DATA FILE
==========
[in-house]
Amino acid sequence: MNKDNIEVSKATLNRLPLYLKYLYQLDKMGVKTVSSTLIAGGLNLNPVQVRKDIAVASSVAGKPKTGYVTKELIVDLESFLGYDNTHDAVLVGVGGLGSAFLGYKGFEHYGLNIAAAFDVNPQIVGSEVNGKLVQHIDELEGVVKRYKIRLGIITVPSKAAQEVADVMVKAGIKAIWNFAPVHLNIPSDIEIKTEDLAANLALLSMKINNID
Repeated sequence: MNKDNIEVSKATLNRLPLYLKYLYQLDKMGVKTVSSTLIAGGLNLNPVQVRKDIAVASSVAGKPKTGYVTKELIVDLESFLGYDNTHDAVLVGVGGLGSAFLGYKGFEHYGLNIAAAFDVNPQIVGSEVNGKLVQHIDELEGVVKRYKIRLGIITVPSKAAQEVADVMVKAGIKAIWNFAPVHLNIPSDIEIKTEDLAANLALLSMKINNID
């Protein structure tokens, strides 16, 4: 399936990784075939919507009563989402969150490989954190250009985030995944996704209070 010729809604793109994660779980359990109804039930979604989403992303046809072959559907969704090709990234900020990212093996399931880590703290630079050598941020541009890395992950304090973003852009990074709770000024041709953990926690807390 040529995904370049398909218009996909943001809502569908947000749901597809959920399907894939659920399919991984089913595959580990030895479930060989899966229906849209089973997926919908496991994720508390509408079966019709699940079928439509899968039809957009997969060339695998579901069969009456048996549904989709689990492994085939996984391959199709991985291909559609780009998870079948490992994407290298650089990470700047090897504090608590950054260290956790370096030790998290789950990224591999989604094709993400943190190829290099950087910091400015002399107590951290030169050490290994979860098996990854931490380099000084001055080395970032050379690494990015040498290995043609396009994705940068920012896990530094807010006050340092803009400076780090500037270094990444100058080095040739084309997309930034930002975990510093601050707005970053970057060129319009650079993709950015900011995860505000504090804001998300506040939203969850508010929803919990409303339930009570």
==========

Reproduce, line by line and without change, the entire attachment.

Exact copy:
[in-house]
Amino acid sequence: MNKDNIEVSKATLNRLPLYLKYLYQLDKMGVKTVSSTLIAGGLNLNPVQVRKDIAVASSVAGKPKTGYVTKELIVDLESFLGYDNTHDAVLVGVGGLGSAFLGYKGFEHYGLNIAAAFDVNPQIVGSEVNGKLVQHIDELEGVVKRYKIRLGIITVPSKAAQEVADVMVKAGIKAIWNFAPVHLNIPSDIEIKTEDLAANLALLSMKINNID
Repeated sequence: MNKDNIEVSKATLNRLPLYLKYLYQLDKMGVKTVSSTLIAGGLNLNPVQVRKDIAVASSVAGKPKTGYVTKELIVDLESFLGYDNTHDAVLVGVGGLGSAFLGYKGFEHYGLNIAAAFDVNPQIVGSEVNGKLVQHIDELEGVVKRYKIRLGIITVPSKAAQEVADVMVKAGIKAIWNFAPVHLNIPSDIEIKTEDLAANLALLSMKINNID
């Protein structure tokens, strides 16, 4: 399936990784075939919507009563989402969150490989954190250009985030995944996704209070 010729809604793109994660779980359990109804039930979604989403992303046809072959559907969704090709990234900020990212093996399931880590703290630079050598941020541009890395992950304090973003852009990074709770000024041709953990926690807390 040529995904370049398909218009996909943001809502569908947000749901597809959920399907894939659920399919991984089913595959580990030895479930060989899966229906849209089973997926919908496991994720508390509408079966019709699940079928439509899968039809957009997969060339695998579901069969009456048996549904989709689990492994085939996984391959199709991985291909559609780009998870079948490992994407290298650089990470700047090897504090608590950054260290956790370096030790998290789950990224591999989604094709993400943190190829290099950087910091400015002399107590951290030169050490290994979860098996990854931490380099000084001055080395970032050379690494990015040498290995043609396009994705940068920012896990530094807010006050340092803009400076780090500037270094990444100058080095040739084309997309930034930002975990510093601050707005970053970057060129319009650079993709950015900011995860505000504090804001998300506040939203969850508010929803919990409303339930009570």